Post-Brexit customs: Max fac and the customs partnership explained

15 May 2018

This week the Cabinet has reportedly been debating two options for a possible customs relationship with the rest of the EU after Brexit. We’ve taken a look at what those are, how they compare to the situation at the moment, and the implications for the Irish border.

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The situation at the moment

Countries in the European Union are in a customs union, the EU also has a partial customs union with other countries, including Turkey.  This means that no taxes are paid when goods move between countries in the customs union. They also all charge the same customs duties on goods coming into the union from the rest of the world, known as a common external tariff.

Countries in the customs union also can’t negotiate their own trade deals on goods with other countries.  

We’ve written more about how the customs union works here.

The UK government has repeatedly stated that the UK will leave the customs union following Brexit, allowing Britain to strike its own trade deals with the rest of the world.

The Irish border

Some have argued that the decision on future customs arrangements will have an impact on things such as jobs and trade.

One point which has been much discussed during the process of negotiating the UK’s withdrawal from the EU is what will happen on the Irish border, the UK’s only land border with the rest of the EU.

Some have suggested that this could become a “hard” border with passport controls and customs checks, but the government has committed to avoiding this. We’ve written more about this here.

Possible alternatives to the customs union

As a possible solution, the EU proposed it be in a “common regulatory area” with Northern Ireland and that the “territory of Northern Ireland” (excluding territorial waters) be considered to be inside the customs union. This would mean that Northern Ireland would still effectively be inside the customs union, even if the rest of the UK was out. This would mean there would be no need for checks at the Irish border, but there could be checks between Northern Ireland and the rest of the UK.

The government and the EU were apparently close to a deal on the issue in December 2017. We don’t know exactly what the draft proposals were.

However, upon seeing a draft of the agreement, the Democratic Unionist Party (DUP), the largest party in Northern Ireland, said it felt that the agreement “was not going to be acceptable” for them as the terms were “making a red line down the Irish Sea”, referring to possible border controls between Northern Ireland and the rest of Great Britain. The DUP thinks such controls would occur because of the proposal’s intention for Northern Ireland to have some “regulatory alignment” with the rest of Ireland in order to keep the Irish land border free of controls.

In March Theresa May said: “Just as it would be unacceptable to go back to a hard border between Northern Ireland and Ireland [after Brexit], it would also be unacceptable to break up the United Kingdom’s own common market by creating a customs and regulatory border down the Irish Sea.”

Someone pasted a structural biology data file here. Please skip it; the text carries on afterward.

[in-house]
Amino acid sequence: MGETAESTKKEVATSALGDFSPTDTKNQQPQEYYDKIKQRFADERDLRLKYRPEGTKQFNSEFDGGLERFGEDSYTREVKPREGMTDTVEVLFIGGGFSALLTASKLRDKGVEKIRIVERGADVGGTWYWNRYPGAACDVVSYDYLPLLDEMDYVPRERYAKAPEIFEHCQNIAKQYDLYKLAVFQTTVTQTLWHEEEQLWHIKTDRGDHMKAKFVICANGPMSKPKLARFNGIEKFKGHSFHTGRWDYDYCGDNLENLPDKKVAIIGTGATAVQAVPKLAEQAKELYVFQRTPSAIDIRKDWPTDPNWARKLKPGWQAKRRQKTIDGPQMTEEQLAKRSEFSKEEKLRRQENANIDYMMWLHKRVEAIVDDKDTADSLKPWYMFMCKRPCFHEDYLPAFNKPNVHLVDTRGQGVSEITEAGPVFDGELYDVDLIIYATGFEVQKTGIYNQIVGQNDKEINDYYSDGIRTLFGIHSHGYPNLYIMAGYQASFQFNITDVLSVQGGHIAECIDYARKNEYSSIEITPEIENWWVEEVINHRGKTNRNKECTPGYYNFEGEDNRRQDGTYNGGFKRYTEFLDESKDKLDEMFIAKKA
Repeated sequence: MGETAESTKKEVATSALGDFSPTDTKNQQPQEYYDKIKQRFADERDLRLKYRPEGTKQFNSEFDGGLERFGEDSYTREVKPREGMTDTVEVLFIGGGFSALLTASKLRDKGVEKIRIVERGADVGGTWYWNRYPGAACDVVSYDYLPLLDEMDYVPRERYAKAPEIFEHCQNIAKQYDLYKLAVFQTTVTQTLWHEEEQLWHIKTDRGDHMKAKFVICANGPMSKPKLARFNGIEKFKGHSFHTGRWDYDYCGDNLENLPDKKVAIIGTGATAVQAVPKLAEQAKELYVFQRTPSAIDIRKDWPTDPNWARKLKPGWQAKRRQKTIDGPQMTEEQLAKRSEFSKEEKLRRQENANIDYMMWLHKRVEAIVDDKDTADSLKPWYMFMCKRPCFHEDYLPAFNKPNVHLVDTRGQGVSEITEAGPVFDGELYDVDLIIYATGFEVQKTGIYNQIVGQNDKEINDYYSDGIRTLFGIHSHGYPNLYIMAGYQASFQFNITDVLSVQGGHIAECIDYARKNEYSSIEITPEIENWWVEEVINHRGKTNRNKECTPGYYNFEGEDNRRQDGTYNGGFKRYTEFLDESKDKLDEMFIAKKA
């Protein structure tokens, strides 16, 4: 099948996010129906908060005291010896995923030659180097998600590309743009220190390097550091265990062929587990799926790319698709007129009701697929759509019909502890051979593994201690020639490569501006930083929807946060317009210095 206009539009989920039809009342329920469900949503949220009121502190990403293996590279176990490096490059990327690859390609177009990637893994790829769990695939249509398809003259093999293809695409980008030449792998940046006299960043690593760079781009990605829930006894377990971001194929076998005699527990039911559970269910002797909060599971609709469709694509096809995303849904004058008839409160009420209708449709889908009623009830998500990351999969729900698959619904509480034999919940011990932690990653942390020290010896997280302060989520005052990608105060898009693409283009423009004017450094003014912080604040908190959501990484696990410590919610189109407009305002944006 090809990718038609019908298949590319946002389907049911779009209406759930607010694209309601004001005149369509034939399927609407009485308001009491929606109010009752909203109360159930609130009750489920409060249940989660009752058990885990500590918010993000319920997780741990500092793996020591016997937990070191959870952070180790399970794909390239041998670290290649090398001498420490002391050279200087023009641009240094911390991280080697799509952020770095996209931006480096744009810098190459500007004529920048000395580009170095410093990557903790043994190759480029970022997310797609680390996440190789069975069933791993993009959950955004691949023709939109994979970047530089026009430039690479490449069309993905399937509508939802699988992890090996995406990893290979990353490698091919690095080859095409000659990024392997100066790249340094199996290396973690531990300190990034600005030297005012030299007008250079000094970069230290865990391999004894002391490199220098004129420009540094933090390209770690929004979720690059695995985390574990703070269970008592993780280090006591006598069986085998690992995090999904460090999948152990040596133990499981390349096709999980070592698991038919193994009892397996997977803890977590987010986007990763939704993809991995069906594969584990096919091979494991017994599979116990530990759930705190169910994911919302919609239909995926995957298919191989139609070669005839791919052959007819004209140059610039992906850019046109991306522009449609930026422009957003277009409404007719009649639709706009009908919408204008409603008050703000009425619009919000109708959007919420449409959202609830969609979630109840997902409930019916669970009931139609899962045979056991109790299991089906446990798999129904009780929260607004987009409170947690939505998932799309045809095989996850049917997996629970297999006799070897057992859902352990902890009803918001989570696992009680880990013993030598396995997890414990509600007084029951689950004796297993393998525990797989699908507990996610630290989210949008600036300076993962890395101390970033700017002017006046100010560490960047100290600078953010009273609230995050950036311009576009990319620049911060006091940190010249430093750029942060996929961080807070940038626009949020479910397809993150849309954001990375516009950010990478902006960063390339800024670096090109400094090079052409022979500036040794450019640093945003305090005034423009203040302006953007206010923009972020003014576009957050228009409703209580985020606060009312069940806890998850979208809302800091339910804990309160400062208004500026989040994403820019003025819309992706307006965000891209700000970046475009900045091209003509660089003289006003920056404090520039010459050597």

The Government outlined two potential options in a policy paper last year. The Cabinet has reportedly been debating these options this week.

Option 1: A new customs partnership

A customs partnership essentially involves the UK collecting tariffs on the EU’s behalf for goods intended for countries in the EU customs union.

The UK would also apply its own tariffs for goods intended for the UK market.

The details of the option are yet to be confirmed, but the government has said this would require “a robust enforcement mechanism”, for example some kind of “tracking” to check whether goods end up within the customs union or stay within the UK, or a system where the highest tariff was paid (either the EU’s or the UK’s) and then when the goods reached their destination the trader would get a refund if necessary.

This approach intends for there to be no need for customs processes between the UK and the EU, so that goods moving between the two would be treated as they are currently, for customs purposes. This would mean there would be no customs border between Northern Ireland and Ireland.  

Option 2: A highly streamlined customs arrangement (maximum facilitation)

A streamlined customs arrangement, or “max fac”, involves a customs border being created between the UK and the EU, but aims to create a border that is as frictionless as possible.

The Government paper has outlined some examples of how this option might work, including:

  • Negotiating a waiver with the EU so that entry and exit declarations don’t have to be submitted for goods being moved between the UK and the EU.
  • Allowing goods moving between the UK and the rest of the world to travel through the EU without paying EU duties (and vice versa).
  • Negotiating the recognition of “trusted traders” (Authorised Economic Operators) by the UK and EU so that they can move across borders more quickly
  • Technology-based solutions for to achieve smoother border crossing (for example an IT system linking customs declarations and vehicle registration numbers)

Mrs May said in March that in the case of the Irish border, smaller traders would be allowed to operate as they do currently with no new restrictions.

The paper says that the EU would have to make similar arrangements to make the proposal work.

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